Indeed, because Chinese national-

Li's answer was to question the

itylaws embrace manl' jottrnalists hold-

"draconian" laws still on the teffitG ry's statute book. She likenedworking in the Hong Kong media to having a glrnman point a loaded pistol at you, guaranteeing he won't pnll the trig-

do is to spread the message that he is not a crìminal. He's a political victim. He's a victim of the system." Li hopes the pressure will have

gef.

the intemational media can help. "Try to report the case inyourpaper and let

ing US, British, Canadian, Malaysian and other passports we are the more conscious of the clangers to FCC members and HÇA colleagues which exist simply because of their ethnic origin. The case of Xi Yang is veÐ/ impoftant: for Xi, for China, for Hong Kong, and for open societies everywhere.

@

"Infact the triggerhas beenpulled.

And there are casualties. Very severe casualties." Xi Yang is one of them. Li said the immediate effect of the

some effectinthefuture. That'swhere

your people and yotr government know about it," she told FCC corre-

spondents.

May 1994 THE coRRxsP0lulDNT

E


='r )

Open Says Them Freedorrr of inforrrratiora is seen b)z rnan;t as a l>asic rigkrt in a derrrocra-tic societ;2. ifhe question is\xzhether go\zefll1-Lerats see tlaings the sarrre way. f)r Nil:t¿zlJctjucteui<:krctrrzct of the la-x¡ facr-rlty at tlLe fJniversity of I{ong l(ong rrrakes the case for an a<:cess to inforrrratioll trill, as l?roposed b>. legislatir.e councillor Christine Loh. -A.ccordirag to the la'qz lectr-rrer it is rzital the Bill l>e l?assed in the territol-y l>efore \997 -

fewyears ago,

a

colleague

-

in

a moment of boundless opti wrote to the Chief Secretary of the- Hong Kong government and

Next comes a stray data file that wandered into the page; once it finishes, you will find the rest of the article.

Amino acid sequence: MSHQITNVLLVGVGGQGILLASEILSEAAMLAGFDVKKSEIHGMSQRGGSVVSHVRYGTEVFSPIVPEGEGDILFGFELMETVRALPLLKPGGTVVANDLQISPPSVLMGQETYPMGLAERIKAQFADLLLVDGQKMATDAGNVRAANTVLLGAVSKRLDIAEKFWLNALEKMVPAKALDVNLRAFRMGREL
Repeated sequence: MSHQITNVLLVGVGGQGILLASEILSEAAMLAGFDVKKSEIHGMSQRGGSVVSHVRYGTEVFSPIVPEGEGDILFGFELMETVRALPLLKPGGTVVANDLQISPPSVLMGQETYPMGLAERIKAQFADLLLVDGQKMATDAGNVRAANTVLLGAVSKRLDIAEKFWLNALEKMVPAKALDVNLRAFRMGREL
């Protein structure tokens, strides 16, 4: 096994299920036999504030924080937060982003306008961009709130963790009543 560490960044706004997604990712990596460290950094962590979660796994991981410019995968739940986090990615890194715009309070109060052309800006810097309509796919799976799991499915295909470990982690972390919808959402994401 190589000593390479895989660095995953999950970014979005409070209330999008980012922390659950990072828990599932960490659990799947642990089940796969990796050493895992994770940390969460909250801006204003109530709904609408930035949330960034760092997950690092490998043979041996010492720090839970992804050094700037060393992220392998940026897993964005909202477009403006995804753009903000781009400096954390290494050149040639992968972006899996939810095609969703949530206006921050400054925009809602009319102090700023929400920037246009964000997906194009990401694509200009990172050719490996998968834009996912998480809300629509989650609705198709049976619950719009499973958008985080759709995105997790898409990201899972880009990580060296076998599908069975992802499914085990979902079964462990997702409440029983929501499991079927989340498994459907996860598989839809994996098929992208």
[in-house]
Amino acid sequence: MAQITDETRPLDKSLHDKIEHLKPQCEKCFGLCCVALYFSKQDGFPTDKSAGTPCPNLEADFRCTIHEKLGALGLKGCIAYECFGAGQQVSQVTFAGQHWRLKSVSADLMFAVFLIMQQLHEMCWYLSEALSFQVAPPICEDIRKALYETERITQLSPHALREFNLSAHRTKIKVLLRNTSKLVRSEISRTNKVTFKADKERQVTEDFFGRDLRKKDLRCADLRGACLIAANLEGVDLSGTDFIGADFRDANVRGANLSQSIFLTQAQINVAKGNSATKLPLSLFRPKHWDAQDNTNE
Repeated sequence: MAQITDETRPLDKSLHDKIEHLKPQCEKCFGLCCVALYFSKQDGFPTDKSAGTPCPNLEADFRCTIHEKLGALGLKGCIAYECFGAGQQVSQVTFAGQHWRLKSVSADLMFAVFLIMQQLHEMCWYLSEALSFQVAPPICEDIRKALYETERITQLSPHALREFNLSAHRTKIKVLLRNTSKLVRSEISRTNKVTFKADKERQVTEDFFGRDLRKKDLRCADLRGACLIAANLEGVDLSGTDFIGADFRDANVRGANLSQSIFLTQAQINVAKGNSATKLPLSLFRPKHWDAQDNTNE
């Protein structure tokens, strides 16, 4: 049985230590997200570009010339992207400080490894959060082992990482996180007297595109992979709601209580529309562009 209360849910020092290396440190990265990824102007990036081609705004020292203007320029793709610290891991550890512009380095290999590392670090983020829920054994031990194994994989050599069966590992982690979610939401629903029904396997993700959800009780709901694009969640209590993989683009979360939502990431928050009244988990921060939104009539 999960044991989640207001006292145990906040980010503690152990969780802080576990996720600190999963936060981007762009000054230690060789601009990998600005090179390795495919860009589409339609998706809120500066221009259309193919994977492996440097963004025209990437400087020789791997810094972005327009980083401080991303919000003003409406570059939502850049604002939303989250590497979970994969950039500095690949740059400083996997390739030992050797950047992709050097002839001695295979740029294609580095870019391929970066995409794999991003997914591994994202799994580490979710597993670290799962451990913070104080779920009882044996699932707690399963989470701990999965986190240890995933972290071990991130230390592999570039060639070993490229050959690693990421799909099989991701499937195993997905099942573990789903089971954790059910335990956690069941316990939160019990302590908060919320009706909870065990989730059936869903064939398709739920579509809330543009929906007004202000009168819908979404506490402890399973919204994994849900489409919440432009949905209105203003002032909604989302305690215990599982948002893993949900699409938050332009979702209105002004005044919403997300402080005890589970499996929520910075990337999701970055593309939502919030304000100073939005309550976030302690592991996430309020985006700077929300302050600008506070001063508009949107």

mism

asked whether he would be kind enough to provide him with some information on how the government classifies different types of information.

He received a reply exactly 30 days later from the Secretary for Ad-

ministrative Services. He was very politely but regretftrlly informed that the information on the classification of documents was in itself an item of classified information. However, if he could be of any ftrrther assistance to him, my colleague was asked not to hesitate to contact the Secret^ry agaifi.

well as whatever policy guidelines, des or interpretations it Llses orrelies upon in performing its public func-

inter-governmental relations, personal affajrs, business affairs, the economy of Hong Kong, orfinancial orproperty

tions. The hitherto closed, almost secretive, decision making process is thereby made transparent. Secondly, a person will have a legally enforceable right of access to information in documentaryform held by the government. In otherwords, he or she will have the right to ask a government clepartment or agency to

interests, documents subject to professional prMlege, or affecting the con-

\ülze are not adr.ocating a.

gle^t leap into the r-rtrknogzn.

If the draft Bill which christine Loh has proposed is adopted, four innovations will take place in the field of public administration in Hong Kong. Firstly, every government department or agency will be required to organise its documentation in such a manner that it will be possible to publish a register which will categorise all documents in its possession, whether held on file, tape or disc.

This exercise may, in some departments, take considerable time and involve substantial cost. But at the end